Shlaes concedes that the civil rights acts of the early 1960s “indeed redeemed our democracy,” but whatever indignation she may feel about Jim Crow segregation pales in comparison with her outrage over Nixon’s ending the convertibility of dollars to gold. She bemoans that the provisions that prohibited business owners from discriminating against African Americans deprived such individuals of the authority of their own conscience, “substituting a federal, national conscience to overrule them.” In addition, she adds darkly, the civil rights laws “set a precedent for federal supremacy over states to an extent some of the Constitution’s authors would have likened to tyranny.”
Since the civil rights movement appears here principally as an agent of potential oppression, it’s unsurprising that Shlaes pays little heed to the ways desegregation was central to the Great Society. The Civil Rights Act of 1964 and the Voting Rights Act of 1965 were monumental achievements, but so too was the 1965 Elementary and Secondary Education Act, which gave both the Johnson and Nixon administrations leverage to desegregate Southern schools. Medicare and Medicaid, combined with Title VI of the Civil Rights Act, further compelled hospitals and nursing homes to admit patients without regard to race or national origin and to treat them with respect and professionalism.
The most insightful parts of Shlaes’s book are those where she puts aside her socialism-hunting to consider elements of a new order taking shape. Key among these was the development of the computer industry in California and the anti-hierarchical, iconoclastic culture of upstart businesses like Fairchild Semiconductor and Intel. Shlaes points toward a certain kind of future when she quotes one engineer explaining his departure from an establishment firm on an exit questionnaire: “I . . . want . . . to . . . be . . . RICH.” But she also notices how Japanese automaker Toyota leapfrogged Detroit in the ’60s in part by respecting factory workers enough to include them in the process of innovation and improvement, as opposed to the “ritualistic class war” that characterized sclerotic U.S. companies and unions.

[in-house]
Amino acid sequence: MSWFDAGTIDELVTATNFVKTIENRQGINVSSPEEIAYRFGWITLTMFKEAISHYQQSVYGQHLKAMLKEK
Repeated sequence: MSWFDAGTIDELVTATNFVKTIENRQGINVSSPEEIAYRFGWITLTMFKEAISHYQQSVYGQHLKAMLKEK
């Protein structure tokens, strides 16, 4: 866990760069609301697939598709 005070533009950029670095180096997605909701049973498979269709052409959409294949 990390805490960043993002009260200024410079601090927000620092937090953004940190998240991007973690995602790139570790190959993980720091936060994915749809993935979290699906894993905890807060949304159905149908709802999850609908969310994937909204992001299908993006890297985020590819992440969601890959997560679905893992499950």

Shlaes also has an eye for some of the absurdities of the era, such as the Office of Economic Opportunity’s effort to win public support for its program by producing a 90-minute televised special called “It’s What’s Happening, Baby!” The emphasis on community action that carried over from Democratic to Republican administrations meant that one of the guests at a Nixon inaugural ball was Mickey Cogwell, a member of Chicago’s notorious Blackstone Rangers gang. The tails-clad Cogwell, tongue firmly in cheek, took credit on behalf of his gang for the success of Nixon’s law-and-order campaign: “We elected Nixon. We are the ones who put crime in the streets.”
Spoiler alert: Shlaes’s quest to find socialism in the Great Society comes up empty. No industries were nationalized during the 1960s. In fact, Johnson and his advisers rejected quantitative, New Deal-style measures to bring about greater equality (such as cash transfers) in favor of qualitative measures to give every citizen an equal starting point in life and to offer the least advantaged better chances to share in the opportunities of American society.
Shlaes is quite correct that this broad aspiration was shared by the Nixon administration, a fact largely forgotten by the left. A comprehensive assessment of the federal initiatives of the 1960s — their successes, failures and missed opportunities — should extend across both Democratic and Republican administrations. But any such historical investigation shouldn’t have all the answers before the questions have been asked.